As men age, their testosterone levels slowly decline. When aging men have low levels of testosterone, the condition is often referred to as “andropause” because testosterone is included in a class of hormones known as androgens. Androgen deficiency is strongly associated with common medical conditions including metabolic syndrome, obesity, diabetes, hypertension and atherosclerosis; as well as elevations in triglycerides (TGs), total cholesterol (TC), and low-density lipoprotein cholesterol (LDL-C). Androgens may provide a protective effect against the development and/or progression of atherosclerosis in men, and studies show that appropriate therapy can help relieve or partially reverse the progression of these problems in testosterone-deficient men.

Hypogonadism is the clinical term for low levels of serum testosterone in association with specific signs and symptoms, including:

  • diminished sex drive and sense of vitality
  • erectile dysfunction
  • depression
  • anemia
  • heart disease or worsening lipid profile
  • reduced muscle mass and bone density
  • increased fat mass
  • frailty
  • osteoporosis

Hormone therapy is recommended for men with symptoms of hypogonadism and low total testosterone levels or high estrogen levels.

Testosterone replacement therapy (TRT) has relieved symptoms and improved the quality of life for many men. Laboratory values and clinical response should be monitored frequently so that any adjustments can be made to the therapy protocol. Studies have found that TRT was associated with beneficial effects on insulin resistance, cardiovascular risk factors, and symptoms in hypogonadal men with type 2 diabetes and/or metabolic syndrome.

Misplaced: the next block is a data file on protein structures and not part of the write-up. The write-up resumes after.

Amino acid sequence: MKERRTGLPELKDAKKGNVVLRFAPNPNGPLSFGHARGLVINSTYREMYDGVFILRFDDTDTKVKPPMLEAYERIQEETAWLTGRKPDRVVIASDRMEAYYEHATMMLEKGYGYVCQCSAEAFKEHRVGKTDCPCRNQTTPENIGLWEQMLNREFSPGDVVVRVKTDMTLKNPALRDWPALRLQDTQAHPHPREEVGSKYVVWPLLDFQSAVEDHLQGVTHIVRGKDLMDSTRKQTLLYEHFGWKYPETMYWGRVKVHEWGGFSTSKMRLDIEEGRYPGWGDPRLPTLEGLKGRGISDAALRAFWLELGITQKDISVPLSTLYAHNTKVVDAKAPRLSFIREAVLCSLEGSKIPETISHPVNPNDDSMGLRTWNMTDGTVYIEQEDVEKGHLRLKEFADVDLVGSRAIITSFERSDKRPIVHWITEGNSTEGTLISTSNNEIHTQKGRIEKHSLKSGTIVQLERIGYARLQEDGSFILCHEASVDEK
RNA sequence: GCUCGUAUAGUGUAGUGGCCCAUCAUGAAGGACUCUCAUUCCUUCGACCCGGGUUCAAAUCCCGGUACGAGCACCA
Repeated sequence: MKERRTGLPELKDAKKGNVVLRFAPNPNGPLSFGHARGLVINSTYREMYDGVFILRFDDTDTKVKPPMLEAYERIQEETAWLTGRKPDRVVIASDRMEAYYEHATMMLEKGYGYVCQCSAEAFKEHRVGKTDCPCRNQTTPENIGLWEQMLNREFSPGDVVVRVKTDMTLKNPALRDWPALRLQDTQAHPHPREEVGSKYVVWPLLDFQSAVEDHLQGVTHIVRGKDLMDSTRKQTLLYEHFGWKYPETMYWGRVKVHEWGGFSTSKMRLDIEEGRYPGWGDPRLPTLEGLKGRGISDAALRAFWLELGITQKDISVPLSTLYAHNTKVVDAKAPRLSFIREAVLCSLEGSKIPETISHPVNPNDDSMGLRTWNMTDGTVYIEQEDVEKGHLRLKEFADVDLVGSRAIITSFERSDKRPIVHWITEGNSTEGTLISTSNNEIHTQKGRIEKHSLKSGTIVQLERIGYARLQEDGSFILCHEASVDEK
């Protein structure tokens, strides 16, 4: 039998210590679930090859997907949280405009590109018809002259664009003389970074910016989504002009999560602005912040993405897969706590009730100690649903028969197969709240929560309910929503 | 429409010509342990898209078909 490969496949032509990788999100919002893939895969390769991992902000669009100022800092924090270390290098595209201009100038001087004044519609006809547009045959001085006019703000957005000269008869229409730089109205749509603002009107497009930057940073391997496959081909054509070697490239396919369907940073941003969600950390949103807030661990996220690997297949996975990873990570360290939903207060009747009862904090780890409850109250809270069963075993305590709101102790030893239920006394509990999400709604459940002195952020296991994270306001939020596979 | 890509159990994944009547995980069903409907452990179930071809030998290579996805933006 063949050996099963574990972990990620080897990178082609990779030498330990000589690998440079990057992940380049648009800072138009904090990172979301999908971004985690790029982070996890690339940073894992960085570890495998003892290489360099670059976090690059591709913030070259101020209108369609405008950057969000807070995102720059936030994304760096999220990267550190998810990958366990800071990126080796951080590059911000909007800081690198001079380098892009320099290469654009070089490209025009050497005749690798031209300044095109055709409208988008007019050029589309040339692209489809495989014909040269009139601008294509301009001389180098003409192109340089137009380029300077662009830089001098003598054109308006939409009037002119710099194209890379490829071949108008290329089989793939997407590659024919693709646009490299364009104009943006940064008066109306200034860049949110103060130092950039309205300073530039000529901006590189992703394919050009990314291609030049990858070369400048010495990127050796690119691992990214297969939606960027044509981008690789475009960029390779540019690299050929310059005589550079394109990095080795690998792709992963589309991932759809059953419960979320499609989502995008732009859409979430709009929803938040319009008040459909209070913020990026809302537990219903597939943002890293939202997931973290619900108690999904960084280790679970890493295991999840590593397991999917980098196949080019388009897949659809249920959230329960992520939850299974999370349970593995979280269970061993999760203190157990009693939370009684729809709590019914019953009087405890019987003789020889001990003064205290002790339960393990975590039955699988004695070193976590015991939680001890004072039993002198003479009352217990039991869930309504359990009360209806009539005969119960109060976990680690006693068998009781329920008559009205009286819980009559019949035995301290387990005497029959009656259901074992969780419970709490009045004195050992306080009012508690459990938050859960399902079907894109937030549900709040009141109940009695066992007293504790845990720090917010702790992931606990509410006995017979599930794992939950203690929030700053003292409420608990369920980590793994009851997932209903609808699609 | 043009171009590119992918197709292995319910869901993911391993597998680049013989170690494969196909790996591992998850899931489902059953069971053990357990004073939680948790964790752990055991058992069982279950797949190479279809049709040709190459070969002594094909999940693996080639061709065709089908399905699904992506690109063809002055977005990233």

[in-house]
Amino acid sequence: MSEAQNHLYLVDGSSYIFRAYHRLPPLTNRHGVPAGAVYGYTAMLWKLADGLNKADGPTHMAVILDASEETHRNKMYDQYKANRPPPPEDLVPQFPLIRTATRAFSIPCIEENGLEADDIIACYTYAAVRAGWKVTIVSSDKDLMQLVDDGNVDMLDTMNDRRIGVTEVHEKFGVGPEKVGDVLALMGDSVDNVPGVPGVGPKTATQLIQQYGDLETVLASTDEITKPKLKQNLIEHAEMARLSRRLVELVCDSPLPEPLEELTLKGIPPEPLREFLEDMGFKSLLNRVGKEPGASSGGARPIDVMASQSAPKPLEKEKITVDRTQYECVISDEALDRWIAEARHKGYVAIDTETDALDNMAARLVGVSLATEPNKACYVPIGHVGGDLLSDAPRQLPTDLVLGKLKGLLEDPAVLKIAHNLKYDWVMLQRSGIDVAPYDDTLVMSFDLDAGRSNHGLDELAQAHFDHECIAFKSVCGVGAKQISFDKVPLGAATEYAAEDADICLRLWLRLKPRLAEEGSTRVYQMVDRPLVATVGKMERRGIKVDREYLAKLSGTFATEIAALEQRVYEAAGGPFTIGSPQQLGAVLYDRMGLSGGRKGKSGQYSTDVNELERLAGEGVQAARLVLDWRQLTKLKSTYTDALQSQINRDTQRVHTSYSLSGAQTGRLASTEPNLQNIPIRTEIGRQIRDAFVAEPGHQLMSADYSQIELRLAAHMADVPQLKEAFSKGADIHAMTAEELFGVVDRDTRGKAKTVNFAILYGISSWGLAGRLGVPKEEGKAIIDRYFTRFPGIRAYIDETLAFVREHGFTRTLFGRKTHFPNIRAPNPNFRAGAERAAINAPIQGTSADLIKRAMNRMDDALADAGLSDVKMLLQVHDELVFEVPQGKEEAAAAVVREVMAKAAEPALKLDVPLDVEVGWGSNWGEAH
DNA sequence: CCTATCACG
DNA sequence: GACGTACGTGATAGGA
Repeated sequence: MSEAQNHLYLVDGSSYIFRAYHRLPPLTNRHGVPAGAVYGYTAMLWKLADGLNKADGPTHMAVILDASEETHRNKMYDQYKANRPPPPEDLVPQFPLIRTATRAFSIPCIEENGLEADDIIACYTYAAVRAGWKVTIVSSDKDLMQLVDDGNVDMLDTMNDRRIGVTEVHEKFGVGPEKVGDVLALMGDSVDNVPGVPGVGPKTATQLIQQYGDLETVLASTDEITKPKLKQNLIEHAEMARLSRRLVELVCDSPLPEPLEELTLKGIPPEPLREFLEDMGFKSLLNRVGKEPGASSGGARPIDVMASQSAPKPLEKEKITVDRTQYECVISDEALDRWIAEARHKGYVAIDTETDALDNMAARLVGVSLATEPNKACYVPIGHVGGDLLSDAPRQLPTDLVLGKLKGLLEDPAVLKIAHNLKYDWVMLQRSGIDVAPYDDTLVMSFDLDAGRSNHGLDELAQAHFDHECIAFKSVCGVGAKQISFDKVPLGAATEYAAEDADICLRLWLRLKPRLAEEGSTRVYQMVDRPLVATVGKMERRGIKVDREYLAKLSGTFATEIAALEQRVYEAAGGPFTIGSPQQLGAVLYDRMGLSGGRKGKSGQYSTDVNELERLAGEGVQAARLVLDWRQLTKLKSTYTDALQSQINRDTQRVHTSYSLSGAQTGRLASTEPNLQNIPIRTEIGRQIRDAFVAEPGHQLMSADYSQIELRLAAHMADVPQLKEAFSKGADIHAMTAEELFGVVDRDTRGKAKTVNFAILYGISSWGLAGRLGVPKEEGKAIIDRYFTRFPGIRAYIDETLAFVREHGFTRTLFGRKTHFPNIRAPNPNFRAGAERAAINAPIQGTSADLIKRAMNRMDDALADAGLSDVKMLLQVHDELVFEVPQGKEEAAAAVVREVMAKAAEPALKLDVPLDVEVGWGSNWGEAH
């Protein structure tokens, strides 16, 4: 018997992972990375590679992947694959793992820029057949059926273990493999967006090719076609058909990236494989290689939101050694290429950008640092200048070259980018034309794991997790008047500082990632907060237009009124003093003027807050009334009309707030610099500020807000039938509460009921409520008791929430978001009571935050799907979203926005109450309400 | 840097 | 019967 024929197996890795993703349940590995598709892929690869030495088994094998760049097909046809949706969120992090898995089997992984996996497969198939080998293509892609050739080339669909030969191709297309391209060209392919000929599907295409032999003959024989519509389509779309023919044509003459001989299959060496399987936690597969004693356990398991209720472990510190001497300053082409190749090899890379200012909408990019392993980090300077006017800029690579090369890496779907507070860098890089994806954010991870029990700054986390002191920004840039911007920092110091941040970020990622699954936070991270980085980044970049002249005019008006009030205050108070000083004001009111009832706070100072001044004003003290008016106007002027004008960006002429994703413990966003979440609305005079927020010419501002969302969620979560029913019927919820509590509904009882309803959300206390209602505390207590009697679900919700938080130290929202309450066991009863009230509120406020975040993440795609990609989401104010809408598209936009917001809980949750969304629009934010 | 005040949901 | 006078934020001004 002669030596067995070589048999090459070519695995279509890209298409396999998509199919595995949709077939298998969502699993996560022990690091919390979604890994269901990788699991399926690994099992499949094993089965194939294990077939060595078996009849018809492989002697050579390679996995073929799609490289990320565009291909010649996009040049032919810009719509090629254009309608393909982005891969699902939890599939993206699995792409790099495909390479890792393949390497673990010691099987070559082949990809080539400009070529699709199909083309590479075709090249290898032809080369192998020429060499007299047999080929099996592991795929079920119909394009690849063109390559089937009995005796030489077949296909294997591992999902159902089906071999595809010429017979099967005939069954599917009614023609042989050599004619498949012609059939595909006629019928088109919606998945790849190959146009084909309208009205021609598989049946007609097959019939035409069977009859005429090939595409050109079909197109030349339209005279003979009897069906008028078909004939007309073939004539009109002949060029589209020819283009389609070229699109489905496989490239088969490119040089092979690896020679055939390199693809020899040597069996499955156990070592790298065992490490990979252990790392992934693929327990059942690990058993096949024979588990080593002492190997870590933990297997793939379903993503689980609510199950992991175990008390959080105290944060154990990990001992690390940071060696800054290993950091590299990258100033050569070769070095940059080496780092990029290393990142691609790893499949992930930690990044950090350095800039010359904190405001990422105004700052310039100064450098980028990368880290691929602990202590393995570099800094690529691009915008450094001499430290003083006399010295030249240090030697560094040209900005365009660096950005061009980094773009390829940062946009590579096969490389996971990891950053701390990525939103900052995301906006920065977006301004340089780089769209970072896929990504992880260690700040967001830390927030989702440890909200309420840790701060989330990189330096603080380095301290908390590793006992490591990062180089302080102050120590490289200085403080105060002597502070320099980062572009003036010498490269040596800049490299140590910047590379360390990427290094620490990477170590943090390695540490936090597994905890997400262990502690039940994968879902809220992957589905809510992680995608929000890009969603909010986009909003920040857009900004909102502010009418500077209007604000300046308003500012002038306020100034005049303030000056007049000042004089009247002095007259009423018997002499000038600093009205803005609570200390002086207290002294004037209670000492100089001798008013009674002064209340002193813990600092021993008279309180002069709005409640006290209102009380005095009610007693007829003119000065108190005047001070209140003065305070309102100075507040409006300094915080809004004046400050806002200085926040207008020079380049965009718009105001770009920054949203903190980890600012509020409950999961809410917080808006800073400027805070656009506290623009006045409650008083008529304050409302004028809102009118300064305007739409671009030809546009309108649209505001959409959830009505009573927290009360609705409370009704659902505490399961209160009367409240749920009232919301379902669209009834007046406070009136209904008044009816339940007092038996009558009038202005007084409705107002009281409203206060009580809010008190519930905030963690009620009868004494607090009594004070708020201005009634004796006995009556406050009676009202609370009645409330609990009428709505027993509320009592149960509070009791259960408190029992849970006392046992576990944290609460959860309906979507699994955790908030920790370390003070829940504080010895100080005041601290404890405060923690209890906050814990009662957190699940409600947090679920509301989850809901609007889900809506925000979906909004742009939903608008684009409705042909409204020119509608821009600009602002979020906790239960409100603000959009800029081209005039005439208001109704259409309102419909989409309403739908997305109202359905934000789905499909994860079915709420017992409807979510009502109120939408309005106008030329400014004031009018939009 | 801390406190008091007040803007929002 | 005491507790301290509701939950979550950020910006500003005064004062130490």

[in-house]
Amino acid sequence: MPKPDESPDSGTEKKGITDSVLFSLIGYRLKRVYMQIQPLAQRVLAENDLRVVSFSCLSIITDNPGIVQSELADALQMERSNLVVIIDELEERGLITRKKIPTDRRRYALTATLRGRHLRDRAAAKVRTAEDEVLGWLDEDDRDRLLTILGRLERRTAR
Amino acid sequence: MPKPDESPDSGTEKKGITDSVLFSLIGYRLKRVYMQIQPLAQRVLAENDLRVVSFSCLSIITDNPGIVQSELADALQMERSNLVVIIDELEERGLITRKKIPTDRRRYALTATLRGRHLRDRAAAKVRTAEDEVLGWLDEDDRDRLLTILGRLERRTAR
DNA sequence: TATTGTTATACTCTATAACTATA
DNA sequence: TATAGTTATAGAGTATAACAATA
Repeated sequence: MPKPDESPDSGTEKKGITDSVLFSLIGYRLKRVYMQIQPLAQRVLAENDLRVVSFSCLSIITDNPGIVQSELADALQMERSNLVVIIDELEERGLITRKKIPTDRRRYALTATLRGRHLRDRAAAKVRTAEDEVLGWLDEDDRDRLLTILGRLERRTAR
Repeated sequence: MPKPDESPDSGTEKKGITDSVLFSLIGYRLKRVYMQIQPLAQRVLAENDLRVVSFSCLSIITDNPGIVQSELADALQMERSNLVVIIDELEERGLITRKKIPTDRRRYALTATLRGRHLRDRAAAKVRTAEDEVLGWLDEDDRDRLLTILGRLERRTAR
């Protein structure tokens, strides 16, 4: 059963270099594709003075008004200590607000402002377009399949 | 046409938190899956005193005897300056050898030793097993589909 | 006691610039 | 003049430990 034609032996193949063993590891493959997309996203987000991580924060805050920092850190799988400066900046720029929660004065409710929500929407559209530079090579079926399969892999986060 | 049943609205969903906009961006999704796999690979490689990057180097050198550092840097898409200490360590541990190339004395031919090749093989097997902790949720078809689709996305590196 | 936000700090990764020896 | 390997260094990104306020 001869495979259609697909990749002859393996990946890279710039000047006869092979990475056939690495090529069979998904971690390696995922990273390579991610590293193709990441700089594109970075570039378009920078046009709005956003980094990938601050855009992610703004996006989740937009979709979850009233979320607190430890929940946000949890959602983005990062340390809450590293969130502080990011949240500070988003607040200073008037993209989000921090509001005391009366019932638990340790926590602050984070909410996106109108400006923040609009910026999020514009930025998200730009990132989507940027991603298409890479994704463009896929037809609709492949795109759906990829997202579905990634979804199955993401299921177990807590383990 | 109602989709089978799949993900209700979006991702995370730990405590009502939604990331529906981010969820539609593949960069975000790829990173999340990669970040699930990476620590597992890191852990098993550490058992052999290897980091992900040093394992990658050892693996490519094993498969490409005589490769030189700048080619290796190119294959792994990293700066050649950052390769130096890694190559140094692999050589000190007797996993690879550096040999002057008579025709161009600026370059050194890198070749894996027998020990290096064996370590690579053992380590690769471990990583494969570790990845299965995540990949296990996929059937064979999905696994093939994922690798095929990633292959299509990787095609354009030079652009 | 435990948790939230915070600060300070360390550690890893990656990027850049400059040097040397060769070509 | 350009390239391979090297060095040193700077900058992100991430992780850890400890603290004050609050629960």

By administering testosterone transdermally (through the skin) in a cream or gel, adequate amounts of testosterone can be absorbed to mimic the normal daily production. Testosterone can also be administered as a sublingual drop or a lozenge that dissolves in the mouth. Compounded preparations can be very advantageous because customized therapies increase compliance.

  • the specific dose of hormone(s) needed by each man can be compounded as a dosage form that is most appropriate for the individual.
  • there is no need to shave the scrotum to apply a patch and there is no skin irritation from patch adhesive.

For optimal results, it is vital that hormone therapy be combined with adequate exercise, proper nutrition, and appropriate use of nutritional supplements. The presence of prostate or breast cancer is an absolute contraindication for androgen replacement therapy. Guidelines recommend that TRT should not be initiated in older men with PSA serum levels above the normal range. Testosterone should be used with caution in men with severe heart, kidney or liver disease, increased red blood cell counts, and sleep apnea.